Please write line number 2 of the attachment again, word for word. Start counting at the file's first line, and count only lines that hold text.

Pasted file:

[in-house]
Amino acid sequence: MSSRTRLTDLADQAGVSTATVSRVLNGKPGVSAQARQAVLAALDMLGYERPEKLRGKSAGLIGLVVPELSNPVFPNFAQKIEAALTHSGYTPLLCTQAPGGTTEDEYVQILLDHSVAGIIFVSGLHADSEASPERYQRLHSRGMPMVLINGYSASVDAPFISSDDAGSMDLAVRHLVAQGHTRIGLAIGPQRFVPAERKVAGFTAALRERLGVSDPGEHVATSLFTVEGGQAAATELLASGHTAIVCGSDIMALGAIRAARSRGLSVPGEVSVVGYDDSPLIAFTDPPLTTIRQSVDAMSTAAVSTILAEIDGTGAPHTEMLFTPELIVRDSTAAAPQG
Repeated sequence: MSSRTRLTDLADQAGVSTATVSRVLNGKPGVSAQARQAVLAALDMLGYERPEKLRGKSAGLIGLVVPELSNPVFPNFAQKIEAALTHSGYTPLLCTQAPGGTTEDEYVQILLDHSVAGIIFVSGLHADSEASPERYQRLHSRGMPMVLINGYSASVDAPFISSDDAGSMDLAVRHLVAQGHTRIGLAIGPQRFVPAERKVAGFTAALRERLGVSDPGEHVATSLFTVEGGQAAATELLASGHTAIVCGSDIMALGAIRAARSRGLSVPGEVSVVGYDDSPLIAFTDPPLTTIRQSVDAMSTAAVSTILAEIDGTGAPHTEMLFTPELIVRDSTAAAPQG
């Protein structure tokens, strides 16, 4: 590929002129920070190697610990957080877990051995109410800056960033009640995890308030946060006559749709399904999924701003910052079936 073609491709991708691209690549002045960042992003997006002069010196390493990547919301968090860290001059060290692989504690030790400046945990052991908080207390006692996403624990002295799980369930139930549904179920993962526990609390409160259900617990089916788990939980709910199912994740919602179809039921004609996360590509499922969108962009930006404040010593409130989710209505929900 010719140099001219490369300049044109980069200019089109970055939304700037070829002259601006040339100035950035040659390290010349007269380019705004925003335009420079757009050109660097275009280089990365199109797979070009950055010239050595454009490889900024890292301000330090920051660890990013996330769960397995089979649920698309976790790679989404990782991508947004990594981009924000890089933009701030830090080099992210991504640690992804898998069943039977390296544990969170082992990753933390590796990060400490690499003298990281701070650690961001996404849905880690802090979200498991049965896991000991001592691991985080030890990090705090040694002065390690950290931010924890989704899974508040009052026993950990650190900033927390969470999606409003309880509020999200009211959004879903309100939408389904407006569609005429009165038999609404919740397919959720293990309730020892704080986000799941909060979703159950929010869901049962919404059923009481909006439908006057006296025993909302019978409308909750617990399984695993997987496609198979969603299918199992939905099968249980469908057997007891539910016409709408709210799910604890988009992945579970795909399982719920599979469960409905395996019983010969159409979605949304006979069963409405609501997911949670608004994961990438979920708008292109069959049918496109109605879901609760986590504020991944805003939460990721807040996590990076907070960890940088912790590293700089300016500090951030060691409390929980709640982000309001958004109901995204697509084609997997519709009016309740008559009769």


Amino acid sequence: MSSRTRLTDLADQAGVSTATVSRVLNGKPGVSAQARQAVLAALDMLGYERPEKLRGKSAGLIGLVVPELSNPVFPNFAQKIEAALTHSGYTPLLCTQAPGGTTEDEYVQILLDHSVAGIIFVSGLHADSEASPERYQRLHSRGMPMVLINGYSASVDAPFISSDDAGSMDLAVRHLVAQGHTRIGLAIGPQRFVPAERKVAGFTAALRERLGVSDPGEHVATSLFTVEGGQAAATELLASGHTAIVCGSDIMALGAIRAARSRGLSVPGEVSVVGYDDSPLIAFTDPPLTTIRQSVDAMSTAAVSTILAEIDGTGAPHTEMLFTPELIVRDSTAAAPQG